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Trump’s first one hundred days: corporate rights trump human rights

Trump's administration has disdain for all rights, except, of course, the rights of corporations. Over the past 100 days, he has taken this enduring tendency to new extremes.

Amnesty International hold a protest to mark US President Donald Trump's first 100 days in office (29 April), outside the US Embassy in Grosvenor Square, London. Yui Mok/PA Images. All rights reserved.After 100 days in office, the Trump Administration continues to wear its abject disdain for human rights on its sleeve. It has threatened to leave the United Nations Human Rights Council and has signalled Trump’s enthusiasm for the most extreme forms of torture. A number of his executive orders have directly contravened the principles of human rights, including his racist attack on particular categories of immigrants and his restrictions on a woman’s right to choose.

Wednesday’s decision to slash corporation tax demonstrates clearly that there is one category of ‘persons’ to which Trump’s disdain for human rights does not apparently extend. His ‘corporate cabinet’ is packed with individuals who have made their name proclaiming the rights of corporations. Top of the list is the Supreme Court nominee Neil Gorsuch, who in a number of key cases has ruled against the claims of workers, to uphold the rights of their corporate employers

The administration’s determination to uphold the rights of big business over the rights of the people has attracted condemnation from Human Rights Watch. The organisation has described the administration’s choice of Scott Pruitt to head the Environmental Protection Agency as alarming – with good reason. One of Pruitt’s earliest decisions was to allow continued use of the pesticide chlorpyrifos, despite conclusions from US government scientists that it can cause learning deficits, impacts on brain development, reproductive health problems, and increased rates of cancer, particularly in children.

In the early 1970s, global north nations used the process of extending human rights protections to corporate activities to protect corporations themselves.

Over the past 100 days, Trump has demonstrated time and again that business trumps human rights. Just before taking office, he confirmed his support for the completion of the Dakota Pipeline; and shortly after his inauguration he signed an executive order jump-starting the project. The pipeline crosses through traditional lands of the Standing Rock Sioux tribe. There has been no free, prior and informed consent for the project, which breaches both international recommendations from the UN Permanent Forum on Indigenous Issues and the Organisation of American States’ American Declaration on the Rights of Indigenous Peoples.

The way that this contradiction between the rights of people and the rights of corporations is played out is by no means a new phenomenon. Indeed, this contradiction is an enduring theme in the development of policy in the UN for over four decades, as we note in our new book on the subject.  In the early 1970s, amidst optimism for the development of a UN Code of Conduct for Transnational Corporations, 'global north' nations used the process of extending human rights protections to corporate activities to protect corporations themselves. Human rights agendas were perversely used to demand a “right to development” that was quickly translated into a right to protection against the loss of profits. Such protections became known as a “treatment standard” and it was conceived to give home-state transnational corporations (TNCs) the right to protection from ‘discriminatory’ or other potentially damaging treatment from host states (especially former colonies and developing nations).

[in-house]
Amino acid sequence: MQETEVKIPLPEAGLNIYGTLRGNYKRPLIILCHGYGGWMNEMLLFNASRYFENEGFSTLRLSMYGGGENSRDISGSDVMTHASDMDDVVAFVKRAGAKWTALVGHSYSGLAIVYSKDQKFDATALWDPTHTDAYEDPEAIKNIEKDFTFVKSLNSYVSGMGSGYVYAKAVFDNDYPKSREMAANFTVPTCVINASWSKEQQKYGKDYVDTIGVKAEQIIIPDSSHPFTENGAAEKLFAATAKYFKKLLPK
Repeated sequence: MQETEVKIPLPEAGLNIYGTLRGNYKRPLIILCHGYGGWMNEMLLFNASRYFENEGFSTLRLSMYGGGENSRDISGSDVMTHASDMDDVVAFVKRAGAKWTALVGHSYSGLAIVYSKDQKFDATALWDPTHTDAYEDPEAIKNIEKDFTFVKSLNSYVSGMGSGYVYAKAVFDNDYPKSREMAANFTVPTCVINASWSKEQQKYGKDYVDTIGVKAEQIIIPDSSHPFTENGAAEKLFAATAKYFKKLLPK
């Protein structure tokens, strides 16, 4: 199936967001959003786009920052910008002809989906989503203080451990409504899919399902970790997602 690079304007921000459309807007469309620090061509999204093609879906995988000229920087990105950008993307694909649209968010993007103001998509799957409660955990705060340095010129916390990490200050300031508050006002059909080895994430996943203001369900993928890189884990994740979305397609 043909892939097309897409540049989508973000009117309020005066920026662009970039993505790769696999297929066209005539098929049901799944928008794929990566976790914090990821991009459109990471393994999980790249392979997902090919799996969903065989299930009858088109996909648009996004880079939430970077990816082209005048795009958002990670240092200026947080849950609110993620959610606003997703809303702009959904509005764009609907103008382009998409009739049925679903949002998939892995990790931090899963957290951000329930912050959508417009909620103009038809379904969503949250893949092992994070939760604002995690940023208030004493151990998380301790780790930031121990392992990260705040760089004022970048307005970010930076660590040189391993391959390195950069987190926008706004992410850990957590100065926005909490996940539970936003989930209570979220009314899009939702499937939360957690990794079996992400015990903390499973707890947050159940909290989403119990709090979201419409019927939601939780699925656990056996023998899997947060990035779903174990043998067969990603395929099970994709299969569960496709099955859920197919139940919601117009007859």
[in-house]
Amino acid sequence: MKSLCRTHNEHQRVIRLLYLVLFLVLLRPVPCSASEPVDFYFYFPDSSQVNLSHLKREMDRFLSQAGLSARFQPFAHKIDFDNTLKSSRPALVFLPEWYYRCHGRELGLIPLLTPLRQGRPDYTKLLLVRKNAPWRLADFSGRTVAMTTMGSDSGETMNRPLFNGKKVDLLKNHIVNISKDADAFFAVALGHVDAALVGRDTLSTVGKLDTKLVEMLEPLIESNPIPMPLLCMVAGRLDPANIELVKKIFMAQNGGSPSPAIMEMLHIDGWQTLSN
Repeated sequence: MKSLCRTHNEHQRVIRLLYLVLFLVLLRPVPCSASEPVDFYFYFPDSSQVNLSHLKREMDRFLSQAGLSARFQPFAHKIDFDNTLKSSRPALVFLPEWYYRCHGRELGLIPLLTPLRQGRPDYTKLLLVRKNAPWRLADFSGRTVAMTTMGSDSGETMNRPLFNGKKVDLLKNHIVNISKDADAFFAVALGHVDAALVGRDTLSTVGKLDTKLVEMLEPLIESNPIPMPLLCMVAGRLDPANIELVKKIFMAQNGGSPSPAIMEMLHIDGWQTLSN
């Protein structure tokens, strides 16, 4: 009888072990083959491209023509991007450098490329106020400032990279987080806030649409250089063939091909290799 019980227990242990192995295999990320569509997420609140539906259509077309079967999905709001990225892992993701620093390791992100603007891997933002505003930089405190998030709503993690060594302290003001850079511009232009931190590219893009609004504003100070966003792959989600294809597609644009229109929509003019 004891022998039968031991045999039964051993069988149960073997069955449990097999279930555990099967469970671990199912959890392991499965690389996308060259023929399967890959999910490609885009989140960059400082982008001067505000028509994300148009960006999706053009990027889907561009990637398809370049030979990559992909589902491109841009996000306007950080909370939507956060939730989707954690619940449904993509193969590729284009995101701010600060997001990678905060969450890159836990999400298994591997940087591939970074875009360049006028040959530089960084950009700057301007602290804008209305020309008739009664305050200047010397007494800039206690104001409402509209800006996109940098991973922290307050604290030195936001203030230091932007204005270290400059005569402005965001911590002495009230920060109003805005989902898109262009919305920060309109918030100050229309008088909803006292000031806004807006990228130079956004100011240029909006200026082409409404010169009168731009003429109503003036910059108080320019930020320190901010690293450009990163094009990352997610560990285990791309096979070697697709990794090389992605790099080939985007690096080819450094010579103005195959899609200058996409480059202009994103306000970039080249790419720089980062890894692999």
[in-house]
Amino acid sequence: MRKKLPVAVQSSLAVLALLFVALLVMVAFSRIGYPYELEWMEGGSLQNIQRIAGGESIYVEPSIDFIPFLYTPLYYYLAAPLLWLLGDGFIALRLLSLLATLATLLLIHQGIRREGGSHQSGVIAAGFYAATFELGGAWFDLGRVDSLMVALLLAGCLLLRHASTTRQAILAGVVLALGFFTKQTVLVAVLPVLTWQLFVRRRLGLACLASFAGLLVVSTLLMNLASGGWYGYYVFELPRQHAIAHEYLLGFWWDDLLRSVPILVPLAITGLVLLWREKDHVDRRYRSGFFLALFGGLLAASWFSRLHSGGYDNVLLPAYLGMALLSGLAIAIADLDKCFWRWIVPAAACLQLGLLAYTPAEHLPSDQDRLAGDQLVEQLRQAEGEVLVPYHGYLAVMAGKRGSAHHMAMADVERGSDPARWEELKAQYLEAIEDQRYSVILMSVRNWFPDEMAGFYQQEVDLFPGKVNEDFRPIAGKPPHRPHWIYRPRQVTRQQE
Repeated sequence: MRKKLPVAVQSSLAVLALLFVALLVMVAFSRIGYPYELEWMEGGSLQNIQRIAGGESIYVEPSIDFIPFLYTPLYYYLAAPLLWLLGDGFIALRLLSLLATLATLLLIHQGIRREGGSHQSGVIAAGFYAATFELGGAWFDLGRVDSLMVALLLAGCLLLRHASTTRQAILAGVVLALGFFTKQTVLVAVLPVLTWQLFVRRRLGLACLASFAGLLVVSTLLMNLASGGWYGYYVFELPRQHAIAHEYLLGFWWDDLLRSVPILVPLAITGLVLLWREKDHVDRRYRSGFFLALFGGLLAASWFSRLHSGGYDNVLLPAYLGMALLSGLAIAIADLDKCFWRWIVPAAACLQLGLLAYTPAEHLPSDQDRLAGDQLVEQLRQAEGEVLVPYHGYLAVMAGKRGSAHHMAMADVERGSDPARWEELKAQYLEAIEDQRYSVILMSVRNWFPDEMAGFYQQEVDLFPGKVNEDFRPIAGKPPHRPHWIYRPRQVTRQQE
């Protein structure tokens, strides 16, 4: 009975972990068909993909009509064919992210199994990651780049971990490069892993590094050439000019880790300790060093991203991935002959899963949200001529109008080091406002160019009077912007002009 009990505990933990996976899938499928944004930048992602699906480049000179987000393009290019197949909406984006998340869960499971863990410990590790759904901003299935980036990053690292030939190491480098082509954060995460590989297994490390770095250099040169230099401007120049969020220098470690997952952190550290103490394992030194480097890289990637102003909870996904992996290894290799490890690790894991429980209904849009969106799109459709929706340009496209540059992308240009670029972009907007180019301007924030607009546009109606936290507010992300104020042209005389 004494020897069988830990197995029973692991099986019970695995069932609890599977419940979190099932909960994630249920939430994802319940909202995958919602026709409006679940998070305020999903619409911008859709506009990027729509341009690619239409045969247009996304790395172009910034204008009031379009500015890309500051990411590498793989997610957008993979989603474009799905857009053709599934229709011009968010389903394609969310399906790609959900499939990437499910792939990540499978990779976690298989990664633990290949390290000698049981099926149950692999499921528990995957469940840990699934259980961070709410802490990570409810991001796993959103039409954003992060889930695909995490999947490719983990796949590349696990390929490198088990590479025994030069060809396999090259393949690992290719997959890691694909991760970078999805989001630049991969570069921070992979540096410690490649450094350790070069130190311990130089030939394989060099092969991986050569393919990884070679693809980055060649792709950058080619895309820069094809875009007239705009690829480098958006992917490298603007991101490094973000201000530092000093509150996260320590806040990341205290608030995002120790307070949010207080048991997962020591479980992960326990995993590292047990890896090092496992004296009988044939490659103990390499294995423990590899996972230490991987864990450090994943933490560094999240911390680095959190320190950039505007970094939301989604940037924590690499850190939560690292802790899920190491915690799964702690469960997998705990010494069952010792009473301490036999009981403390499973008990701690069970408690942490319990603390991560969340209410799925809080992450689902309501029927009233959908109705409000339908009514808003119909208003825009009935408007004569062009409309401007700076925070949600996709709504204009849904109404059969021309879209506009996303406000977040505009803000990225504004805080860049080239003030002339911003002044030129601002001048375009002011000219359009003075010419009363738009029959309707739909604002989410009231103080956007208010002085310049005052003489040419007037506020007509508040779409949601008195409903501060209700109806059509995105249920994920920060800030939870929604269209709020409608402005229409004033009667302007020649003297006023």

This is not an uncommon pattern: initiatives that start out to regulate misconduct have often turned to corporate advantage. As we noted in an article published recently on The Conversation, law very often privileges the rights of corporate persons above flesh and blood persons.

Initiatives that start out to regulate misconduct have often turned to corporate advantage.

This makes a 2014 initiative at the UN Human Rights Council significant in its mandate to “elaborate an international legally binding instrument to regulate, in international human rights law, the activities of transnational corporations and other business enterprises”.  Under the Obama administration, the US, along with most of the countries that headquarter the biggest corporations, have been staunchly opposed to this initiative from the outset, and have sought to undermine or obstruct the UN Human Rights Council’s process. After losing the initial vote for the Resolution, the US and the EU warned they would not cooperate with the Open-ended Intergovernmental Working Group (OEIGWG), established to coordinate the negotiations for the proposed treaty. In the first session, the EU and a number of its Member States walked out.

Having said this, Trump is perhaps the most hostile US President the UN has ever faced. Trump’s first 100 days have proven that far from being anti-establishment and anti-Wall Street, the 45th President of the US is doing everything he can to privilege the rights of corporations over people.

If he follows through with his threat to remove the US from the UN Human Rights Council, one bonus for Trump is that the US would not have to even pretend to comply with any treaty aimed at making corporations accountable for human rights violations.

About the authors

Stéfanie is a Postdoctoral Research Associate in Sociology, Social Policy and Criminology at the University of Liverpool.

David Whyte is Professor of Socio-legal Studies at the University of Liverpool. His most recent books are The Violence of Austerity (edited with Vickie Cooper Pluto, 2017).


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